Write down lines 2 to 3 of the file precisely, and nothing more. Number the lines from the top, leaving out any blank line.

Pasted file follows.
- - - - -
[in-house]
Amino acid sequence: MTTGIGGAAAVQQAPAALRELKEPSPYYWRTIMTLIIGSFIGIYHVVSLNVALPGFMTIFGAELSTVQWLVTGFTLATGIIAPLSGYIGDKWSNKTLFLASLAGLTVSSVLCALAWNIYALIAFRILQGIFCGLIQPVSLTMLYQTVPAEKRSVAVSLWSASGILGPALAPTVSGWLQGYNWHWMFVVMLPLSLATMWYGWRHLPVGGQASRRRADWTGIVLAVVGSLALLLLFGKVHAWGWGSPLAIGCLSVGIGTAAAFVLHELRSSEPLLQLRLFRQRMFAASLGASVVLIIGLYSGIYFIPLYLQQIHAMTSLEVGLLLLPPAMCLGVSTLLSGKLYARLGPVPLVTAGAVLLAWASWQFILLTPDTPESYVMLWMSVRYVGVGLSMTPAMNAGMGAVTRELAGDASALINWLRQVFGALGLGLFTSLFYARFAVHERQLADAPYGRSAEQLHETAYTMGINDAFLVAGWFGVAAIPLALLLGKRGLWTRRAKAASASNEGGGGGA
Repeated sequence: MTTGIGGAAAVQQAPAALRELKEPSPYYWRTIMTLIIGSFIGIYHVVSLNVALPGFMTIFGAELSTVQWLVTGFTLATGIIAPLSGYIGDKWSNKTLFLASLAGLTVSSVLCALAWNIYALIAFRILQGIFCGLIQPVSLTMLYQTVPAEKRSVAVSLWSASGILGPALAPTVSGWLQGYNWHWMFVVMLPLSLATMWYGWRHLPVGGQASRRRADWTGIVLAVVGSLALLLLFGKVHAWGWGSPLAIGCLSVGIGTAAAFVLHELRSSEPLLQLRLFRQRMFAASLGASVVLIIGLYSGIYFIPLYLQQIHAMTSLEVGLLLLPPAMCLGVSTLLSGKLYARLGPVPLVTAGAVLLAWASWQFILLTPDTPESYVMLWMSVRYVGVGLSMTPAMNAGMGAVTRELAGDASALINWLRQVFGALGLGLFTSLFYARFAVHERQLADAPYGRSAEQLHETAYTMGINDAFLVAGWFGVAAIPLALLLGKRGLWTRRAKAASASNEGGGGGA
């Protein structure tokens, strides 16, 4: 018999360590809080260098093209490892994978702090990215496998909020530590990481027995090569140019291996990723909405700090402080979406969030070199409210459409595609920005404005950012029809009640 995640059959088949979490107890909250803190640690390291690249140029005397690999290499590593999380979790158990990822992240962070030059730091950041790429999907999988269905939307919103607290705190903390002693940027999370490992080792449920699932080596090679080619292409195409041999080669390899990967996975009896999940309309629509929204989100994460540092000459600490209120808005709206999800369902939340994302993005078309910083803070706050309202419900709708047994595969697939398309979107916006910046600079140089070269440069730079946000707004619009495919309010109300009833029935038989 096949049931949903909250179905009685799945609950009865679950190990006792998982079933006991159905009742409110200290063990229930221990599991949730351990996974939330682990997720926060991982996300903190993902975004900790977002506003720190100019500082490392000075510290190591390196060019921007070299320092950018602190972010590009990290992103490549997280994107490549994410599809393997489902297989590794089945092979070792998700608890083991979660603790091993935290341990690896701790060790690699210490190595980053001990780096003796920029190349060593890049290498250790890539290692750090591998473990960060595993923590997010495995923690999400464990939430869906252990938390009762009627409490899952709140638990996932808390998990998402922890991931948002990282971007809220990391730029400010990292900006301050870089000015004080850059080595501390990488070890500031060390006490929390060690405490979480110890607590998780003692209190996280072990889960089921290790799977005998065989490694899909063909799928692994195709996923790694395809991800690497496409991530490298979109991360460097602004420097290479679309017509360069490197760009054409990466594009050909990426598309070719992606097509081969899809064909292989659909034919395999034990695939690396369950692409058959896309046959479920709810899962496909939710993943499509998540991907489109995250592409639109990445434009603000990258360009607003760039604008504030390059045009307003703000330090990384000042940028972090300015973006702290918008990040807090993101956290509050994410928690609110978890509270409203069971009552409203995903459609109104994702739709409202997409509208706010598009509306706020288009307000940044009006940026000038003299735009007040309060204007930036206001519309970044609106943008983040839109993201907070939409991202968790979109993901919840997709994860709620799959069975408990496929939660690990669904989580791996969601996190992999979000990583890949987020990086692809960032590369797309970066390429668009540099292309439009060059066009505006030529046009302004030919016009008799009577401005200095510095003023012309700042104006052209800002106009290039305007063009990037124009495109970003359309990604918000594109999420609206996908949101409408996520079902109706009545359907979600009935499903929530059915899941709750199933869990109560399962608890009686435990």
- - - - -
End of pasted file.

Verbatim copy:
Amino acid sequence: MTTGIGGAAAVQQAPAALRELKEPSPYYWRTIMTLIIGSFIGIYHVVSLNVALPGFMTIFGAELSTVQWLVTGFTLATGIIAPLSGYIGDKWSNKTLFLASLAGLTVSSVLCALAWNIYALIAFRILQGIFCGLIQPVSLTMLYQTVPAEKRSVAVSLWSASGILGPALAPTVSGWLQGYNWHWMFVVMLPLSLATMWYGWRHLPVGGQASRRRADWTGIVLAVVGSLALLLLFGKVHAWGWGSPLAIGCLSVGIGTAAAFVLHELRSSEPLLQLRLFRQRMFAASLGASVVLIIGLYSGIYFIPLYLQQIHAMTSLEVGLLLLPPAMCLGVSTLLSGKLYARLGPVPLVTAGAVLLAWASWQFILLTPDTPESYVMLWMSVRYVGVGLSMTPAMNAGMGAVTRELAGDASALINWLRQVFGALGLGLFTSLFYARFAVHERQLADAPYGRSAEQLHETAYTMGINDAFLVAGWFGVAAIPLALLLGKRGLWTRRAKAASASNEGGGGGA
Repeated sequence: MTTGIGGAAAVQQAPAALRELKEPSPYYWRTIMTLIIGSFIGIYHVVSLNVALPGFMTIFGAELSTVQWLVTGFTLATGIIAPLSGYIGDKWSNKTLFLASLAGLTVSSVLCALAWNIYALIAFRILQGIFCGLIQPVSLTMLYQTVPAEKRSVAVSLWSASGILGPALAPTVSGWLQGYNWHWMFVVMLPLSLATMWYGWRHLPVGGQASRRRADWTGIVLAVVGSLALLLLFGKVHAWGWGSPLAIGCLSVGIGTAAAFVLHELRSSEPLLQLRLFRQRMFAASLGASVVLIIGLYSGIYFIPLYLQQIHAMTSLEVGLLLLPPAMCLGVSTLLSGKLYARLGPVPLVTAGAVLLAWASWQFILLTPDTPESYVMLWMSVRYVGVGLSMTPAMNAGMGAVTRELAGDASALINWLRQVFGALGLGLFTSLFYARFAVHERQLADAPYGRSAEQLHETAYTMGINDAFLVAGWFGVAAIPLALLLGKRGLWTRRAKAASASNEGGGGGA